I'm going to start with the inspiration behind this project. I have been looking for a new dining room light fixture and one day when I was looking on Pinterest, I came across this, originally from apartment therapy.
I really liked the idea of this, but I didn't really like all the thick wires and the amount of light bulbs seemed overwhelming to me. I kept looking on Pinterest and came across this one.
I liked the look of this one a lot more than the first, but I didn't like the bare bulb in the middle. These were both made by their owners so I did a quick search to see if any place sold them, and how much. I found this at Pottery Barn.
Exeter 16-Jar Pendant
Can you say ouch on price?? There was no way that I was going to pay this much for something I could make. Nate and I both really liked the look of this chandelier and we thought it would fit in well with the age of our house so we decided to give it a shot and make it.
Nate had noticed when we were in Christmas Tree Shops the other day that they had a lot of mason jars, so this was our first stop. We wanted multiple size jars to give the fixture some interest. Luckily for us they had two sizes, pint and quart. We had sketched out a design so we knew how many jars we needed. After creating a layout on the floor to make sure that we liked the design, I carried them over to our cart. On my way there, to my horror, the box I was carrying broke (I feel like this may be everyone's shopping worst nightmare) and 24 glass bottles went tumbling to the very hard ground. It was like watching in slow motion as they all hit, making a tremendous noise, and every single head in that store turn toward me.
The best part was after, when one woman walked over, picked up one jar that didn't break, and handed it to me. Really the best part was that, miraculously, only 3 of the jars broke. The woman that worked at the store was actually in awe when she came over to clean it up (we had picked up all the unbroken ones) that there wasn't a bigger mess. She also made me feel a little less bad about myself (even though my heart rate didn't get back to normal until we left the store).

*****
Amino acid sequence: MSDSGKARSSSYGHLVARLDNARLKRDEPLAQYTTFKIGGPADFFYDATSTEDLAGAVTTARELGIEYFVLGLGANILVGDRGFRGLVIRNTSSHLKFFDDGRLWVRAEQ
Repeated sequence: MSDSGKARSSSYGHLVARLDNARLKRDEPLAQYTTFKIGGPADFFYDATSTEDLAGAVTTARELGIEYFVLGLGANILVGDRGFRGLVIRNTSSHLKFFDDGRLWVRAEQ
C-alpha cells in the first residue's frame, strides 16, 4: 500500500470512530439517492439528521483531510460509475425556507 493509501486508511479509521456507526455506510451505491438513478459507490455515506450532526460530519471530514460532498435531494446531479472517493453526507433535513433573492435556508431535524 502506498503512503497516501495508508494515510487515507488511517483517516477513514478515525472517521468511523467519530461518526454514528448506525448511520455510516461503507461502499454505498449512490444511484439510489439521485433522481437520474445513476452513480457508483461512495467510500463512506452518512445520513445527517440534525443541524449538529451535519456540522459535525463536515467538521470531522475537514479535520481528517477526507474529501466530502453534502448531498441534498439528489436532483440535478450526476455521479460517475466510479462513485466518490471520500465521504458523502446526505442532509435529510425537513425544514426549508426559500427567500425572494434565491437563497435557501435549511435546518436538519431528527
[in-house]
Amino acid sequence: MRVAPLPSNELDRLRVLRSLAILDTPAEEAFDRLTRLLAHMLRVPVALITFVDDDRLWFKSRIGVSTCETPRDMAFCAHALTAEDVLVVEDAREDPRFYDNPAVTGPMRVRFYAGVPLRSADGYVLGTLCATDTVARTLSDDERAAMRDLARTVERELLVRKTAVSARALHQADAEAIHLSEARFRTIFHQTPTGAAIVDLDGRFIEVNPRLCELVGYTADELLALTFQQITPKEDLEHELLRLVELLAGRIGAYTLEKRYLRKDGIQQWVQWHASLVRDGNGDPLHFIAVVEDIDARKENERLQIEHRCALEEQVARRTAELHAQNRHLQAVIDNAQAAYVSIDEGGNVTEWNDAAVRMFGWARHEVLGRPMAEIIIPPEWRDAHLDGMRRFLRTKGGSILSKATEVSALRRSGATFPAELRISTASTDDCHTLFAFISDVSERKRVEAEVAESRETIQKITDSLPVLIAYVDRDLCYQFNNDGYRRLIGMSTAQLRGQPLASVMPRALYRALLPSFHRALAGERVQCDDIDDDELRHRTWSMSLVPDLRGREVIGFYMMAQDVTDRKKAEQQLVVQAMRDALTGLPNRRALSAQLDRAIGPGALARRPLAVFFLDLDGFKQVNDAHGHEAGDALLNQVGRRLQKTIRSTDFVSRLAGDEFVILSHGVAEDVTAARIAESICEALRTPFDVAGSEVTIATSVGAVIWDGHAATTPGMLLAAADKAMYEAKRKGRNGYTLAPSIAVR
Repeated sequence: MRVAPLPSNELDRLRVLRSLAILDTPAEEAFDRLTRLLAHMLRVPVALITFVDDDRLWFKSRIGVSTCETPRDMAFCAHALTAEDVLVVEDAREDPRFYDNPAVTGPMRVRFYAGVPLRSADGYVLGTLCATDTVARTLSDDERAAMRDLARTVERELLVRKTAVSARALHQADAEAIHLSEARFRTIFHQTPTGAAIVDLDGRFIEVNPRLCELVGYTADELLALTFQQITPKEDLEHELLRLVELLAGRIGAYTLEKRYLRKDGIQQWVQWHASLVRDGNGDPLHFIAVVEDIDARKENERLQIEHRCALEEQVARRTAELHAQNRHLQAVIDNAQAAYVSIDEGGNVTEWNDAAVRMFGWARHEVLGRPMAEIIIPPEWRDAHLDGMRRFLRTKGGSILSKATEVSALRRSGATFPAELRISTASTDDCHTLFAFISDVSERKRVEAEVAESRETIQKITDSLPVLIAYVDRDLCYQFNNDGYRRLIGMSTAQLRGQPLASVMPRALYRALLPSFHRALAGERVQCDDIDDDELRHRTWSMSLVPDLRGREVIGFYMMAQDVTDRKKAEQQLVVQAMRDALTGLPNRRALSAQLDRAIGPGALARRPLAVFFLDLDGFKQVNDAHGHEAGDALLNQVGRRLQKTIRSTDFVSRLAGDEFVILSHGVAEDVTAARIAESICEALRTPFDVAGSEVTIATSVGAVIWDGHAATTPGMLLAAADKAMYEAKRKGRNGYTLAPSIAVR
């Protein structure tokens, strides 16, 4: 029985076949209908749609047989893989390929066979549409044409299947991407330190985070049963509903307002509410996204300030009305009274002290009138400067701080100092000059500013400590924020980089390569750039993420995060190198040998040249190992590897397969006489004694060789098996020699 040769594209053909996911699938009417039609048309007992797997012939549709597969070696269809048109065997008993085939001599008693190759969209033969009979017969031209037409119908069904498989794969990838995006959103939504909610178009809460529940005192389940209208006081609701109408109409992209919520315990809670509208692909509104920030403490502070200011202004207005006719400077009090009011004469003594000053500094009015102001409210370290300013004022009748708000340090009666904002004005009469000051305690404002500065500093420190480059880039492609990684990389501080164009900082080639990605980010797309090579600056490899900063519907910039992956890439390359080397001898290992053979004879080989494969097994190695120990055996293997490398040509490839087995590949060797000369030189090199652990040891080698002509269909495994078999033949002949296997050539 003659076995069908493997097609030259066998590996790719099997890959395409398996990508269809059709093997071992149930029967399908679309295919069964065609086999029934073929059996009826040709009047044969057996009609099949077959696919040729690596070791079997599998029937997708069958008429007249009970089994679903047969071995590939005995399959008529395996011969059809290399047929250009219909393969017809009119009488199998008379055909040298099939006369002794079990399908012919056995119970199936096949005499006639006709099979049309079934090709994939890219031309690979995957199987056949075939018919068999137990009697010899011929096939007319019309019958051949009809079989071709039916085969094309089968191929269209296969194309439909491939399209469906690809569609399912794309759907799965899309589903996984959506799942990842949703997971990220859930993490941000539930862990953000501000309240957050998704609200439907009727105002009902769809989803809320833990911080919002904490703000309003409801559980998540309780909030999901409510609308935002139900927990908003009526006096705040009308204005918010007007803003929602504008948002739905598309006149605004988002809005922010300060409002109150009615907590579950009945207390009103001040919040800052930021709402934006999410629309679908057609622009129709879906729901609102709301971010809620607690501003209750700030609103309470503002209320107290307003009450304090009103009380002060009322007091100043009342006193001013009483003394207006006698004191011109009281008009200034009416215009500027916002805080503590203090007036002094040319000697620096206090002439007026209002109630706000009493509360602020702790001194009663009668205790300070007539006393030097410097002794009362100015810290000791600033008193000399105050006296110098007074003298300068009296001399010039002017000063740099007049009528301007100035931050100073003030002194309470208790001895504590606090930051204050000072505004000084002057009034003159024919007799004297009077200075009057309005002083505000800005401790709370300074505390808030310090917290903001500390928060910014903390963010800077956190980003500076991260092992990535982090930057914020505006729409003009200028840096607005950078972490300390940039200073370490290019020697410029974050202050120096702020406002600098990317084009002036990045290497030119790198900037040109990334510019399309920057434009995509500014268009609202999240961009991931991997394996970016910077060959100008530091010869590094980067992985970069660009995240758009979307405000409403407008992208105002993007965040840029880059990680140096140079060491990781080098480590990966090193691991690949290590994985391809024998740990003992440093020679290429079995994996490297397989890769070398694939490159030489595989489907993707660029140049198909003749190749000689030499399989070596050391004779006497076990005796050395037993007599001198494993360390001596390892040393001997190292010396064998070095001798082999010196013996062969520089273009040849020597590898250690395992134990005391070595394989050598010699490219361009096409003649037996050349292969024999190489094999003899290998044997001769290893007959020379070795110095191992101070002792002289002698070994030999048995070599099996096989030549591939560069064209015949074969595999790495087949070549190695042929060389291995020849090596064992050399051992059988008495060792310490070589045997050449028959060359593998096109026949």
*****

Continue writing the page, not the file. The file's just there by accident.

Despite this little mishap, we did not go running out of the store with our heads covered. We kept shopping and found the best part of the chandelier, the center jar. We wanted to make the center jar a center piece. We ended up getting a 2 gallon peanut jar. We had two jars and Nate convinced me to get the bigger one and I'm glad he did because it looks great.
We did one more design check out in the parking lot with the large jar in the center.
Our next stop was Michael's for some jute rope to hang the jars. We headed to Lowe's next to get all the necessary electrical and basically everything else. We (aka Nate) made all of the light fixtures (the electrical part) so we got the parts and didn't buy premade ones. This allowed us to get much smaller wire that didn't stand out. We did this by taking the maximum wattage, we use cfl's, that we would want to put in our chandelier, and then found the resistance since we know it will have 120 Volts (Watts = Volts^2/Resistance). Then using Volts = Current x Resistance we found that each light has about 1/10 of an Amp going through it. Since this is almost nothing, you can use a larger gauge (which means smaller diameter) wire. (This is my nerdy Physics side coming out)
Once we had all of our supplies, we headed back to Pulaski to do a dry fit of the chandelier. I first drilled holes in the top of the mason jars while Nate marked off where to drill on the board. The small hole is for the jars without lights and the big hole is for the jars with lights.
I then fed the jute rope through the small hole and braided it, put the light sockets on and tested the length of the chain.
Nate wired the light sockets and then we hung everything to see if we liked it. We didn't want to pull Nate's sister's ceiling down so we used a clothes rack to hang the chandelier.
Once we liked our dry fit, it was time to paint and stain. We used Rust-oleum's "hammered" look to give everything a more rustic look. I also stained the board to give a similar affect.
|All painted and stained|
We are really happy with how it turned out and can't wait to hang it in our dining room. You may be asking how we are going to get it to FL. The great thing about this is that once you unscrew the jars, it is basically flat so it will just slip right into the car!
Here is the break down in the price. We didn't want to spend more than $150 on a new dining room light and we beat that even with the ~ $18 in new cfl bulbs that we bought!
Christmas Tree Shops: We didn't have to pay for the broken ones...
pint: $0.69/jar = $6.90
quart: $0.79/jar = 11.06
peanut jar: $7.99
Total w/ tax: $28.03
Micheal's: 15% off
200 ft of jute rope: $6.99
Total w/ tax: $5.94
Lowe's: 5% off
Light sockets: $4.01/socket = $20.05
Light wire: $0.17/ft = $2.55
Heavy Chain: $0.69/ft = $6.90
Light Chain $0.51/ft = $5.10
Spray paint: $3.98
Stain: Free (already have)
Cheese cloth: $1.98
Electrical Box: $0.91
Electrical Box Cover: $0.69
Total w/ tax: $67.80
Grand Total: $101.77
, Young House Love, Bower Power, Emily Henderson, Making a House a Home, Home Stories A2Z